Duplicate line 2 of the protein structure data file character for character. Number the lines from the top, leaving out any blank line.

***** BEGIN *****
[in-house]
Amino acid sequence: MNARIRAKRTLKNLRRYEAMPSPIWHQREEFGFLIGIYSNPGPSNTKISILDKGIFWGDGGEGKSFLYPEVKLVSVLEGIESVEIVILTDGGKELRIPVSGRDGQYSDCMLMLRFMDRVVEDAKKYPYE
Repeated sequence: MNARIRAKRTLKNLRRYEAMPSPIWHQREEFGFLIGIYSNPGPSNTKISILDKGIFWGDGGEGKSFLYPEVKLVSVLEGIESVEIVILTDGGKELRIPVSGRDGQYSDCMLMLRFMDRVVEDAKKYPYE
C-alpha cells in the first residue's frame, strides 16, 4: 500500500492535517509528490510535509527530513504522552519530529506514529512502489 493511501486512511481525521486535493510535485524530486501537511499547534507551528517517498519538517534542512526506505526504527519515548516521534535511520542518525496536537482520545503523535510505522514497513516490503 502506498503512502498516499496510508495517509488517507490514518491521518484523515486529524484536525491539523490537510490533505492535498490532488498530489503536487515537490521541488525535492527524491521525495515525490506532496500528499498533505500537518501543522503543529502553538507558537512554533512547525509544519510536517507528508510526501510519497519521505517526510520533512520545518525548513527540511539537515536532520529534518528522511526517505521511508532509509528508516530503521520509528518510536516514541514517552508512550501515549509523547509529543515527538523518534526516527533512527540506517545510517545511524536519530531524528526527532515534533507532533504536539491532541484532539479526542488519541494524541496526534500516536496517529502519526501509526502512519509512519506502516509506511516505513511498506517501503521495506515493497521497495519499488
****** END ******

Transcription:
Amino acid sequence: MNARIRAKRTLKNLRRYEAMPSPIWHQREEFGFLIGIYSNPGPSNTKISILDKGIFWGDGGEGKSFLYPEVKLVSVLEGIESVEIVILTDGGKELRIPVSGRDGQYSDCMLMLRFMDRVVEDAKKYPYE